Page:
Elle Nina Love
Gillette sparked conversation about masculinity after releasing the commercial “We Believe: The Best Men Can Be.” The advertisement touches on subjects including sexual harassment, bullying, the infamous “boys will be boys” line, gender equality, and more.
The commercial received mixed messages. Some praised the company for tackling tough issues, while others criticized them for alienating their demographic. Many University of Nebraska at Omaha advertising professors like Hugh Reilly believe Gillette is addressing issues of toxic masculinity.
“I think that it’s interesting for a shaving razor company to take that approach for a very masculine product,” Reilly said. “The message was like ‘yes, you can still be masculine, but you can be other things too.’”
Dr. Andrea Weare said Gillette’s parent company, Proctor and Gamble, has a history of producing socially conscious advertising.
“They’re trying to get into this corporate social responsibility push to tie your product with a cause that is on the conscience of society,” Weare said. Weare said one of the biggest causes on our conscience are movements relating to the “Times Up” and “#MeToo” movement.
Melodae Morris, UNO advertising professor, said Gillette is using cause marketing to attach their brand to a cause with issues that relate to the #MeToo movement. “Gillette is trying to attach themselves to what they believe is a compilation of issues in this area,” Morris said.
Morris said when companies look for causes that they support, they should demonstrate their support by opening online forums and interacting with their consumers on social media for input.
“In these cases, they can have reputation management, which is their brand leader or CEOs talk about why they think this is an important issue rather than depending on advertisement,” Morris said.
It is important for advertisers to understand the power they have in the work they create, Weare said.
“If you’re a creator, a producer, a director, your voice has power and it matters so you need to understand what kind of messages I want to be creating,” Weare said. “That’s something that the creators will need to think about, and I think younger creators are thinking a lot about that.”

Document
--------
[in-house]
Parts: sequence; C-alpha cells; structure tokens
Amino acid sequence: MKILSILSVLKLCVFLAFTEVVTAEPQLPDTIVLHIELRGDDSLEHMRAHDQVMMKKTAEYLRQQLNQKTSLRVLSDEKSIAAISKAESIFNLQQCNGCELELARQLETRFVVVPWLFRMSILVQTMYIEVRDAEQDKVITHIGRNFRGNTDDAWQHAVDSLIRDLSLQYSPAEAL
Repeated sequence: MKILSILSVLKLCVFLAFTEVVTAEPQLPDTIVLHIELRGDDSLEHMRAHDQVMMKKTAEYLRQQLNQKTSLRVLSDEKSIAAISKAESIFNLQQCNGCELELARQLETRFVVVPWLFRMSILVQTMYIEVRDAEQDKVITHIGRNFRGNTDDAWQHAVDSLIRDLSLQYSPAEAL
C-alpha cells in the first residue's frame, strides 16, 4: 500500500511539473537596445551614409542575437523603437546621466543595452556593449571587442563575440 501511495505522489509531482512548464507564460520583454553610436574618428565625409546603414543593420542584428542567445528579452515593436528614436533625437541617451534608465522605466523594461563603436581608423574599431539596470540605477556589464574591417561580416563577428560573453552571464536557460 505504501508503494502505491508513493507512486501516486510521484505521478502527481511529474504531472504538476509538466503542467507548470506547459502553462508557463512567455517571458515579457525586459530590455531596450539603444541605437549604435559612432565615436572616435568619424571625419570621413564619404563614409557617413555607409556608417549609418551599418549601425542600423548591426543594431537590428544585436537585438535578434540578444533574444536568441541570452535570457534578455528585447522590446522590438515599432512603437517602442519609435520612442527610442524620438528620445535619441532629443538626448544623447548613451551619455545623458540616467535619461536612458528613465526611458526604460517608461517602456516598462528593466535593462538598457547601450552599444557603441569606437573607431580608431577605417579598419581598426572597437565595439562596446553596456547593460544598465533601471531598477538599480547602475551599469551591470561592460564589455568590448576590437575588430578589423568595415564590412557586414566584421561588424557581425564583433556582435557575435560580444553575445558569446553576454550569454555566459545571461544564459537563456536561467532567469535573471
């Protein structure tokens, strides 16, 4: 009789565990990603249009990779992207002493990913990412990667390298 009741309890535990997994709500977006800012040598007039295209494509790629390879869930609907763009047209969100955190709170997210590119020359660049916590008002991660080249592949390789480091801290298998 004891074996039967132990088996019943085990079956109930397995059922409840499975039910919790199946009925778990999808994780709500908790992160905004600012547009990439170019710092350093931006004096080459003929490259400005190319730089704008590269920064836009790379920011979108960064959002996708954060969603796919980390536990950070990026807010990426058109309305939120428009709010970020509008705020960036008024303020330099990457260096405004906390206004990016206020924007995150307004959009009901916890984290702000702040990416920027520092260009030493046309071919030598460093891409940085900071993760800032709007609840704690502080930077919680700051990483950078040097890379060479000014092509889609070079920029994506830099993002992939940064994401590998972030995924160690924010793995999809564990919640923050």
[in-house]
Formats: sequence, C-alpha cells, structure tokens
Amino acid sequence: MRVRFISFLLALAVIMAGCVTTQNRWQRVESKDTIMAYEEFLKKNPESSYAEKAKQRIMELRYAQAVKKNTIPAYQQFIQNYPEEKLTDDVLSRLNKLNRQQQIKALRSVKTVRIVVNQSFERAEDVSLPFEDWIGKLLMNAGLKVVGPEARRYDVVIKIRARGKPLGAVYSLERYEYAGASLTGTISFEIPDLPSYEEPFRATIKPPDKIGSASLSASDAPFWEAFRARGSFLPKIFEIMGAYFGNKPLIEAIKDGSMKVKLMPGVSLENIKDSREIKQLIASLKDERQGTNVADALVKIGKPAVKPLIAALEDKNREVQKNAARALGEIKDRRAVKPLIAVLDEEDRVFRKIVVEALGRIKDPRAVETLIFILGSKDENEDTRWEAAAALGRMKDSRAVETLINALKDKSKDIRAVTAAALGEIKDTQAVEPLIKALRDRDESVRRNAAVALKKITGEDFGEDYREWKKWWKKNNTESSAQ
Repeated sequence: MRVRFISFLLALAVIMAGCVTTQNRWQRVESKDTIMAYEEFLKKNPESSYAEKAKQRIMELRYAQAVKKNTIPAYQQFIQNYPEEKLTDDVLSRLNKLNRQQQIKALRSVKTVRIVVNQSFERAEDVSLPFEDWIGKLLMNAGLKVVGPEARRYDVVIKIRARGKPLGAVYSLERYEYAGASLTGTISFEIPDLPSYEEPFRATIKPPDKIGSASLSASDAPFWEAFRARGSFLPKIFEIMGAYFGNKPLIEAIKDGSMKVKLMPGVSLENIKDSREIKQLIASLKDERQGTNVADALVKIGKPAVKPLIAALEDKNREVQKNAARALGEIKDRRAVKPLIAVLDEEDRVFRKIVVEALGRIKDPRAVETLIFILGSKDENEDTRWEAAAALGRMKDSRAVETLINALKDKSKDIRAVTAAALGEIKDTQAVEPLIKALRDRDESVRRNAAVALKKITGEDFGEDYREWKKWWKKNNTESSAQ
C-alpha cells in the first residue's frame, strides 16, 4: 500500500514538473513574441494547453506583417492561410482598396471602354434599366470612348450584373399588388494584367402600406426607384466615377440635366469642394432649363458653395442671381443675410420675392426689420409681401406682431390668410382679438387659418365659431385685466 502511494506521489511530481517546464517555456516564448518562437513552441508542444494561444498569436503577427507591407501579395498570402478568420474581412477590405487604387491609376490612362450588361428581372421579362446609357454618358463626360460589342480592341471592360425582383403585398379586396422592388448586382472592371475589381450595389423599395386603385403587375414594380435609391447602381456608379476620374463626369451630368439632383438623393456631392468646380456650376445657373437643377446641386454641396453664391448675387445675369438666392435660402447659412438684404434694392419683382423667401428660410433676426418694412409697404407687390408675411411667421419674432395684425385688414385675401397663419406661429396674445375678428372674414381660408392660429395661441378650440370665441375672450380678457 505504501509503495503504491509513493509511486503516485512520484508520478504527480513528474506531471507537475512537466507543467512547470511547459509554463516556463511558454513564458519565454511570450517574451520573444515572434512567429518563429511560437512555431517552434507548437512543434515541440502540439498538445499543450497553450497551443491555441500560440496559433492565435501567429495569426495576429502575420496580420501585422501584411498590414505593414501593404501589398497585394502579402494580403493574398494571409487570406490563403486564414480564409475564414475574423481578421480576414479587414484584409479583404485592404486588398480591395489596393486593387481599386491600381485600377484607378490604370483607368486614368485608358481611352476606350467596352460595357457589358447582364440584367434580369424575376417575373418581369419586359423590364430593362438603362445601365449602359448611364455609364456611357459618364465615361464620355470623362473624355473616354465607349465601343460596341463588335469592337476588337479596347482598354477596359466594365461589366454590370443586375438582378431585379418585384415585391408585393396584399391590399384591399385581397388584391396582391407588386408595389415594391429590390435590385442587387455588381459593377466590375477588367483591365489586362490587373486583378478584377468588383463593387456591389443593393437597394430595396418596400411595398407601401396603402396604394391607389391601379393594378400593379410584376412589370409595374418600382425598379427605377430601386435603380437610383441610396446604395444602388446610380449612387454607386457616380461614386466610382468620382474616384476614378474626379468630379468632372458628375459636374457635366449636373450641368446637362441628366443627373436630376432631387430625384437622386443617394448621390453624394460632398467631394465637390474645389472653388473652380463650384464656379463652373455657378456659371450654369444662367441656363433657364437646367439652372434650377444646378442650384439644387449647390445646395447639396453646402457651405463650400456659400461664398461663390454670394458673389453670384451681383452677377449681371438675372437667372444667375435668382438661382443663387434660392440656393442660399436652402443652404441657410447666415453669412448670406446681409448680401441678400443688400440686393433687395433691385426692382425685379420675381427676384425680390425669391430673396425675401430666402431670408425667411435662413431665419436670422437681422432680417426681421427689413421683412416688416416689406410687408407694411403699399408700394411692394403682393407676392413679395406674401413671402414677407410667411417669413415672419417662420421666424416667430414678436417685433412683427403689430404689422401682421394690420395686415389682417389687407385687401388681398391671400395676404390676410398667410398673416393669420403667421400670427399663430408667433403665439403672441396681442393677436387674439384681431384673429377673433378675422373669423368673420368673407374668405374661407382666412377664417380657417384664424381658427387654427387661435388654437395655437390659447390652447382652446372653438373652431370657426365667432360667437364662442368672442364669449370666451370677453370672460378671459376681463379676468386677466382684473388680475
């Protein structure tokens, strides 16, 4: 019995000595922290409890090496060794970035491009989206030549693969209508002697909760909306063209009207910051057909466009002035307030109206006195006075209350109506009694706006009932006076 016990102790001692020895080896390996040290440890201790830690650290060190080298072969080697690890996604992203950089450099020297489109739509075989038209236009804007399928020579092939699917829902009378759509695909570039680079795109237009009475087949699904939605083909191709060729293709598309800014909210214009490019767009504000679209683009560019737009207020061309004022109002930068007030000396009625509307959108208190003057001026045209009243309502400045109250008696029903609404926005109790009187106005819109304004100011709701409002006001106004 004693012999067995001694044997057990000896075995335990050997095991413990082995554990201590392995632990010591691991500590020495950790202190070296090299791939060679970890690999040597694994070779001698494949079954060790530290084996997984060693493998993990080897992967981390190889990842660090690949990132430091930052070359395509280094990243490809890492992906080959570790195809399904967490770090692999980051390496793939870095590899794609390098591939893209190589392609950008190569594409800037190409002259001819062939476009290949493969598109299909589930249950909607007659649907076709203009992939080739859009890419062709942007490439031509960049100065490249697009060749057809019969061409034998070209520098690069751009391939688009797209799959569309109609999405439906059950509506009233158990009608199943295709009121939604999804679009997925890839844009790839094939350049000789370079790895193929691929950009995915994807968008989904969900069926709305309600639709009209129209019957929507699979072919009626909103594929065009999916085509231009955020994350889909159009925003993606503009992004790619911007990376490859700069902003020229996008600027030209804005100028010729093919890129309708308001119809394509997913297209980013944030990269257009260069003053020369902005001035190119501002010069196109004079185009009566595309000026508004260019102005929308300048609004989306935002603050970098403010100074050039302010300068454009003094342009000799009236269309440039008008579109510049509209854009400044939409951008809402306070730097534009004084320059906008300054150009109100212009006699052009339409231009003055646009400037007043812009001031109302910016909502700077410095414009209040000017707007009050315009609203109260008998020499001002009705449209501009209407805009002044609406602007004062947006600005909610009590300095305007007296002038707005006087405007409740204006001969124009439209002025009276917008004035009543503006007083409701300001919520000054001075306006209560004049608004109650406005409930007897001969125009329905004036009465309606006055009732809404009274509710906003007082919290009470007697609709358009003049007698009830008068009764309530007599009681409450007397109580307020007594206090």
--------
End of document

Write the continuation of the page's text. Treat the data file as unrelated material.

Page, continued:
Trivializing social issues with selling a product can backfire on the company if they do not do research on the subject. The Pepsi advertisement on #BlackLivesMatter is an example of what not to do when addressing social issues, Reilly said.
“It was insulting because all you have to do to solve the world’s problems is to offer somebody a Pepsi, which it’s so ridiculous,” Reilly said. “You’re insulting the social problem by minimizing it like it’s no big deal.”
Gillette took the issue seriously by getting people to think about it, where Pepsi failed to deliver, Reilly said. He believes ads should be ran through control groups to test how it will play out to their audience.
Both Weare and Reilly agree advertisements can take stances on social issues, depending on the product. Reilly said cause-related advertisements can be effective when it ties what you’re selling to a social issue the audience cares about, which may be successful.
Weare said she believes corporate and brand responsibility is real with the set of professional ethics that advertising, and the public relations industry follow.
“If that is part of you maintaining your ethics by bringing up situations that are perhaps connected to your product or your advertisement, then that’s part of your ethics,” Weare said.
Weare said it’s a call you need to make as a producer and as an ad agency. “Always go back to your code of ethics,” Weare said. “Every industry has one and that should be connected to you as a professional and as a person who is just as much implicated in social issues as the person next door.”